Art is seldom what it seems. The paintings of Vermeer, for instance, appear at first glance to be merely simple and straightforward depictions of subtly lit interiors in which one or two people are going about their ordinary, everyday business. We understand immediately that the dignified matron in the blue jacket is reading a letter, that the young woman bent over a table is making lace, and that the servant girl is pouring milk from a pitcher. And because all that seems obvious enough, we assume that we get the point of each painting, and understand well enough what Vermeer was trying to do.
Actually, such a reading of Vermeer's art is as incomplete, and thus as inaccurate, as defining a bird as a creature that can walk, and a tree as something that exists partly underground.
Just so with Vermeer. The matron reading the letter and the servant pouring milk are only the surface features of his art. What these works are actually about includes complex and highly sophisticated formal and technical matters, profound levels of awareness of life, quality, form, and significance, and an awesome ability to translate the artist's sense of the actuality of his existence into paint.
Vermeer's art, in other words, is the distillation and projection of a great 17th-century Dutch artist's experiencem of life into a pictorial form. Because he is great, his art is capable of reactivating much of the actuality of that experience for others -- regardless of how removed in time they are. Consequently, the particular person or object depicted serves mainly as a subtle convenience, as a point of identification for the viewer, in the complex process of bridging time and space.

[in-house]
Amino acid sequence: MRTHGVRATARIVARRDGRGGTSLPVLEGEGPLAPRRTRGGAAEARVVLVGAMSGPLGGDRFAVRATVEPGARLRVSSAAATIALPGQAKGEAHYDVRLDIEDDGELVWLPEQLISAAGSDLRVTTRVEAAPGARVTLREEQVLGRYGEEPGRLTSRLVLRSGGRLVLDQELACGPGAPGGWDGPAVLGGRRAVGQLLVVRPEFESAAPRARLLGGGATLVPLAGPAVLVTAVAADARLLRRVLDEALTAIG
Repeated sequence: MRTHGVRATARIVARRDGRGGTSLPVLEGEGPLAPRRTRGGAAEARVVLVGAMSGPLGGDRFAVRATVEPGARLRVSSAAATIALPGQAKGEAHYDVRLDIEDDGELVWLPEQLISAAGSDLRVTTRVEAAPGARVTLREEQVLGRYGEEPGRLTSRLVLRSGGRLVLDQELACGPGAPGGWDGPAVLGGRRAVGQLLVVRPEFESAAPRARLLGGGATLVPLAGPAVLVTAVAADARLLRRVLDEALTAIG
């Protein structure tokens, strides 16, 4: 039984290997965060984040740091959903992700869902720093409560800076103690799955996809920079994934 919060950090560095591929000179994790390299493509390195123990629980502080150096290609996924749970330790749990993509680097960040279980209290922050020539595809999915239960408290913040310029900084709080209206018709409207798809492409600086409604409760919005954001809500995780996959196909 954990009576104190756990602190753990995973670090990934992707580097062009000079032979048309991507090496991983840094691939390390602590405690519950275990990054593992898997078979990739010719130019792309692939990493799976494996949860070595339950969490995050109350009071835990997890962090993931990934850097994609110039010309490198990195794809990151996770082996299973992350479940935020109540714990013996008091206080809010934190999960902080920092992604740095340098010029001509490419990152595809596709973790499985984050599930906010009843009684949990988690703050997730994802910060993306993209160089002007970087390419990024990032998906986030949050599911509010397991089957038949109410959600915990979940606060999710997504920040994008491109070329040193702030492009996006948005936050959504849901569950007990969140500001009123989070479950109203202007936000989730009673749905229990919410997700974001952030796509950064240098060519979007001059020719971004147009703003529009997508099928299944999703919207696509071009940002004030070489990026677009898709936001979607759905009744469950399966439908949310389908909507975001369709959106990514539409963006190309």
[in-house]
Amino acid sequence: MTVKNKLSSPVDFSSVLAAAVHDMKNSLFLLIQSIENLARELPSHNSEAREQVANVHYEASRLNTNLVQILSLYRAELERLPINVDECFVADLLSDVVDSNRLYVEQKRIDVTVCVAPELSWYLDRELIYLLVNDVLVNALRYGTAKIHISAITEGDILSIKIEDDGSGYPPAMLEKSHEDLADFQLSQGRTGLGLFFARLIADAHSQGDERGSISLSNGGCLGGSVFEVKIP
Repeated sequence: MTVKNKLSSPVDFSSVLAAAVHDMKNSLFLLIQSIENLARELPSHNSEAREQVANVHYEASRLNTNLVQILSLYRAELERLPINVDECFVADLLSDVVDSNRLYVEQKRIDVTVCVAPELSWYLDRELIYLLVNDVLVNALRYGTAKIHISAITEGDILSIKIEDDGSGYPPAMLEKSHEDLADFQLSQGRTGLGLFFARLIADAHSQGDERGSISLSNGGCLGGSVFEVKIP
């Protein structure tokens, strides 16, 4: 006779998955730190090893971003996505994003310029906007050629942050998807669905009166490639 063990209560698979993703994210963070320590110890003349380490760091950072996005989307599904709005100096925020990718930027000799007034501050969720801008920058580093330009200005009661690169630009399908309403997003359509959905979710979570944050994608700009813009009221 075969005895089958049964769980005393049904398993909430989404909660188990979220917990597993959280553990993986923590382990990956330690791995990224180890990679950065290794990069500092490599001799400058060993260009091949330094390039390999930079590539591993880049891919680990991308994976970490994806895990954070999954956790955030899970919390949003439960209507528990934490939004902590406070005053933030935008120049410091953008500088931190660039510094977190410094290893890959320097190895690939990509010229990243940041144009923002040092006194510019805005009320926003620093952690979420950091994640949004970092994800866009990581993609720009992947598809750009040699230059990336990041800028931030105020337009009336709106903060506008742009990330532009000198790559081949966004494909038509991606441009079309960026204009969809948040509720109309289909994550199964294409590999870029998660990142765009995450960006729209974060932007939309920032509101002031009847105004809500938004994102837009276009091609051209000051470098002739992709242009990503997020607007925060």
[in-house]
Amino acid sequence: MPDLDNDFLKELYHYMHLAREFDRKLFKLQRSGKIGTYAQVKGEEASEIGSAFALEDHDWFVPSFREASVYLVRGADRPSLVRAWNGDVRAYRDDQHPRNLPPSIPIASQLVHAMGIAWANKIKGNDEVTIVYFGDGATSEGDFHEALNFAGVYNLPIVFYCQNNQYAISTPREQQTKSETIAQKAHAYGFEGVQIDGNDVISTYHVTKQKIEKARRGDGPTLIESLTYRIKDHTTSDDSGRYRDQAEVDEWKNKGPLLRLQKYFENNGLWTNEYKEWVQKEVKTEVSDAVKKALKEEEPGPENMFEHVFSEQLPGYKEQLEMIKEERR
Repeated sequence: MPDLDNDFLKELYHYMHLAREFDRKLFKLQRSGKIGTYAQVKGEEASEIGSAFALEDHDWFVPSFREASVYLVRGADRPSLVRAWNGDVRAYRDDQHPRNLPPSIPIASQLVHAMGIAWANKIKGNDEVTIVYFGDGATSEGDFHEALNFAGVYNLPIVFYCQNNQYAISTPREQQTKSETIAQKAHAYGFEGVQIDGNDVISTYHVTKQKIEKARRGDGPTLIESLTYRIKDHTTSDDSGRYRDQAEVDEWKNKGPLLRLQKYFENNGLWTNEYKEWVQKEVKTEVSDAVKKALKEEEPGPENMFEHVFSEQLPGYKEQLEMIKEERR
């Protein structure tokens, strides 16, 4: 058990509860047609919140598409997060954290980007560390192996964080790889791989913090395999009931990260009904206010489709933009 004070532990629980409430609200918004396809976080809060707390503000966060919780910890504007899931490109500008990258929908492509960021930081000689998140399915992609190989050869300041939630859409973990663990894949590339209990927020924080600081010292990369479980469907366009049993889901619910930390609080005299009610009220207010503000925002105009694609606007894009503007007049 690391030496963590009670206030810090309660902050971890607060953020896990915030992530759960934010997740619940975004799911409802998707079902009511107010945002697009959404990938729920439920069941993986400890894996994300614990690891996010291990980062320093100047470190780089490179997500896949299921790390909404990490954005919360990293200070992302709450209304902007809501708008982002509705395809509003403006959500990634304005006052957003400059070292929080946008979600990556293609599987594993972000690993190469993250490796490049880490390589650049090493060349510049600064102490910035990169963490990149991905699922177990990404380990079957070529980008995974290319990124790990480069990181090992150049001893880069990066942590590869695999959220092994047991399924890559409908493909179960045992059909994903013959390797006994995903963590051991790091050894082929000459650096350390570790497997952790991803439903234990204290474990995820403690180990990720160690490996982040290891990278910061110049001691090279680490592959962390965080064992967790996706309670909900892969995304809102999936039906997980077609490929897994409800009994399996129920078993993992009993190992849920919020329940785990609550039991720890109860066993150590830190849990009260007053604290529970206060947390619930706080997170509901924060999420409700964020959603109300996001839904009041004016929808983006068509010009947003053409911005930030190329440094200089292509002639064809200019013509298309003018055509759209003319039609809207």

And much the same applies to other ''obvious'' art -- from Raphael to Rubens, from Monet to Hopper. What our eyes see is only the merest fraction of what a painting is all about. And so our first obligation is to look behind and underneath the obvious, to try to make contact with the substance of what lies in the work before us. Only if we do so will we be fully able to receive what the artist has to give.
This probing process varies from artist to artist and between styles. A large figure of an Egyptian Pharaoh obviously conveys something very different from a large Henry Moore bronze. And a Rembrandt painting of a man will ''say'' something very unlike the quality transmitted by a Van Dyck.
On the other hand, Vermeer and Mondrian are much closer in spirit than their dramatically different styles would indicate. As indeed are Poussin and Cezanne, Rubens and Pollock, Blake and Klee.
Art, in other words, is an enigma, a paradox, even at times an outright evasion. It is multifaceted and multidimensional, and can, at one and the same time, be one particular artist's most private and individual confession -- and Everyman's universal statement of truth.
This is particularly true of 20th-century art, which seems, at times, to take a rather perverse delight in playing tricks with questions of intent and meaning. It would be a serious mistake, for instance, to confuse Cubism (especially its analytic phase) with Constructivism. Both are geometric and flat , but only Constructivism is about the relationship of geometric forms upon and within a flat surface. Cubism, predicated as it was upon a new perception of space and time, is really about the translation of what we both see and what we know of an object in space and time into two-dimensional geometric forms.
Similarly, the stark and uncompromisingly painted heads of Lucian Freud and Chuck Close, while superficially very much alike, actually represent widely divergent points of view. Freud, being a realist and a humanist, tells us in very precise terms what his models look like and how they function as human beings. Close, on the other hand, being more concerned with startling pictorial effectiveness and certain issues of modernism, chooses his models more for their pictorial effect, their blatant ''ordinariness,'' than for their humanity or character.